However, Hammel was frustrated about being taken out early. He pitched six-plus innings, and Justin Ruggiano homered for the second straight game, leading the Cubs to a 7-2 victory over the Washington Nationals.
Just hours later, Hammel and fellow Chicago right-hander Jeff Samardzija were key parts of a trade agreement between the Cubs and Oakland Athletics.
The teams reached agreement on a deal that would send Samardzija and Hammel to Oakland for three top-line prospects in a surprising trade by baseball's top team two people with knowledge of the deal said Friday night.
The people, who spoke to the Associated Press on condition of anonymity because the deal was still pending, said the A's will send top prospect Addison Russell, outfielder Billy McKinney and pitcher Dan Straily to the Cubs. An official announcement will likely not happen until Saturday.
The trade is a rare move under general manager Billy Beane in which Oakland -- one of baseball's most frugal franchises -- parted with talented young prospects for proven players to chase a World Series title. The A's are a major league-best 53-33 after beating Toronto 1-0 in 12 innings Friday.
Hammel's outing on Friday was cut short, for unknown reasons. Samardzija had been scheduled to start against Washington on Saturday.
Chicago was leading 4-1 when Hammel was pulled after Anthony Rendon hit his 92nd pitch for a leadoff double.
"I would have liked to have stayed out there in the seventh," Hammel said. "I have no idea why I came out of the game. I honestly believe you learn how to pitch when you get to 100 pitches. If you're not allowed to reach that, I think that's hurting you more than helping."
Hammel has gone over 100 pitches in eight of his 17 starts, including his previous two outings.
"All I can say is it's frustrating, especially when you feel good," he said. "Quite honestly there's no reason for me to go back out there if I'm just going to give up the runner and then (get) pulled."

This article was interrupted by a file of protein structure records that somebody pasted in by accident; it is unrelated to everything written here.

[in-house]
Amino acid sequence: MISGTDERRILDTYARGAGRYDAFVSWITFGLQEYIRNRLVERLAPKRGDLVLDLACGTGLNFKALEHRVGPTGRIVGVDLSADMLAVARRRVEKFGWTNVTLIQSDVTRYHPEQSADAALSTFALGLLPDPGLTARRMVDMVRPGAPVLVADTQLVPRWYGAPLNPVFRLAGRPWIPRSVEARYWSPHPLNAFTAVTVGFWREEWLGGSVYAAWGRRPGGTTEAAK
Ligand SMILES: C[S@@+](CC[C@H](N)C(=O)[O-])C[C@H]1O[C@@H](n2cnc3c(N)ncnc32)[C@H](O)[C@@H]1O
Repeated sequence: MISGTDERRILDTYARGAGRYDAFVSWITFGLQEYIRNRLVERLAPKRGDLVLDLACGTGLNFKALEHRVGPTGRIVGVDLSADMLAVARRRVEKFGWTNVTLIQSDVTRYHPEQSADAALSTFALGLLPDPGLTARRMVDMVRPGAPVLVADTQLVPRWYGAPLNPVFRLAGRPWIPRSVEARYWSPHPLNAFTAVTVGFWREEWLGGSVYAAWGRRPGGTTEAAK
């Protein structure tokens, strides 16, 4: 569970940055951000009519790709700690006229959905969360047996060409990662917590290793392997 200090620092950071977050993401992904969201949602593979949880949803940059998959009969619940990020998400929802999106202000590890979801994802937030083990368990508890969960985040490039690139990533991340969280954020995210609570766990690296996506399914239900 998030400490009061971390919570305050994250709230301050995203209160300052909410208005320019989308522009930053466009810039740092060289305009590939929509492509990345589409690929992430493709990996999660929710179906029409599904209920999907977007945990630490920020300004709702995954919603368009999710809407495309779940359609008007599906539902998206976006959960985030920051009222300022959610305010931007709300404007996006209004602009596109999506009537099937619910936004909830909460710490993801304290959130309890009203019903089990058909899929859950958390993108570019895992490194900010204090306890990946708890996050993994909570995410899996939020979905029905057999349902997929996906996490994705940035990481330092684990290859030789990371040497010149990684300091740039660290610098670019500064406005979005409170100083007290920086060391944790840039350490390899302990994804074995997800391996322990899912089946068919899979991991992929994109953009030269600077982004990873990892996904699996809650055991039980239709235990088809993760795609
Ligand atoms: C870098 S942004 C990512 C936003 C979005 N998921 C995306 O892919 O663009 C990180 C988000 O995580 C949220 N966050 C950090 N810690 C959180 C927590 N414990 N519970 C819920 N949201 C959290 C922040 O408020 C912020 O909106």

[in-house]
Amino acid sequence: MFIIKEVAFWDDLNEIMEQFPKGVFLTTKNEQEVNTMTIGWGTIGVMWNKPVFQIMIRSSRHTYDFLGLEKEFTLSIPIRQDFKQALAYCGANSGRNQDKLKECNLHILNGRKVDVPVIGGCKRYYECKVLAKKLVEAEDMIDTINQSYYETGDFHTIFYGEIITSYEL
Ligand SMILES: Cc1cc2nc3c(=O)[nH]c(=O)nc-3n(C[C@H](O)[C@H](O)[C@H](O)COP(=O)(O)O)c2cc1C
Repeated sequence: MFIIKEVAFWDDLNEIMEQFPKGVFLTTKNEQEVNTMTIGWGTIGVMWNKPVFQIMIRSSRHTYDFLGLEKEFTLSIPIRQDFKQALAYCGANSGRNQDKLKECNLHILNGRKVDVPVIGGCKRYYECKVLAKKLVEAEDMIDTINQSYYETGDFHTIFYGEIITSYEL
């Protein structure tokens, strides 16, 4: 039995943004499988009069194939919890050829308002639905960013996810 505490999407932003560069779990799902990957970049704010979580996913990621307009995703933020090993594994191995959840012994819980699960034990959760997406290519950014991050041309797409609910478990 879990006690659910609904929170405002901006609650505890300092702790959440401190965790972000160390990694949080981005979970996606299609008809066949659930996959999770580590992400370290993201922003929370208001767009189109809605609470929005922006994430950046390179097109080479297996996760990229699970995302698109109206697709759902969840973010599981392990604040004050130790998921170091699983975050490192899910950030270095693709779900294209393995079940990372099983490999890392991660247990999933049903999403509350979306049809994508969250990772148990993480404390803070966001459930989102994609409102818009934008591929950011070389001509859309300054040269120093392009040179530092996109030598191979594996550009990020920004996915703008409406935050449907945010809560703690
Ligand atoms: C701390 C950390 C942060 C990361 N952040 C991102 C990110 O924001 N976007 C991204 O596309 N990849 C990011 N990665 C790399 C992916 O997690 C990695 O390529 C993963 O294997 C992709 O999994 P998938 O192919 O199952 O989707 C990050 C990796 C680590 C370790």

Cubs manager Rick Renteria said of the move: "Go ahead and make a change there and not let him get into a situation."
Ruggiano connected for a solo shot against Tanner Roark (7-6) in the third inning. He has seven RBI in his last two games and is batting .444 (12 for 27) in his last seven games overall.
"Hitters go through this every now and then," he said. "You get hot, seeing the ball well. I've been doing some things mechanically to stay on top of what I want to do at the plate. It's good though, I don't want to lose it."
Chris Coghlan had two hits and scored three times as the Cubs had 14 hits in their fourth consecutive victory.
Hammel was charged with two runs in his second consecutive victory against Washington. The 6-foot-6 right-hander allowed two runs in 6 1/3 innings in a 7-2 victory over Roark and the Nationals on June 27 in his previous start.
Hammel, who also had an RBI single in his latest victory, improved to 8-0 with a 3.11 ERA in 10 career starts against Washington.
The first two Nationals reached in the fifth, but Hammel recovered from a 3-0 count to fan Roark attempting to bunt.
"That was huge," he said. "I couldn't find the strike zone. I was overthrowing."
Jayson Werth homered in his second straight game and added a double for the Nationals, who had won five in a row.
Roark was charged with four runs and nine hits in seven innings in his second straight loss after a personal four-game winning streak.
"They did what they did last time -- base-hit me," he said. "Got beat."
Werth is 6 for 10 with two homers, three doubles and six RBIs in his last three games. ... Chicago's Nate Schierholtz, running from first on a pitch in the fourth, took a step past second base on John Baker's fly out to center. When he didn't retouch second on his way back to first, the Nationals appealed and Schierholtz was called out. ... The last time starters with identical records and ERAs with at least 15 starts squared off was August 15, 1974, when Jim Kaat of the White Sox opposed Baltimore's Mike Cuellar. Both pitchers then were 13-9 with a 3.54 ERA.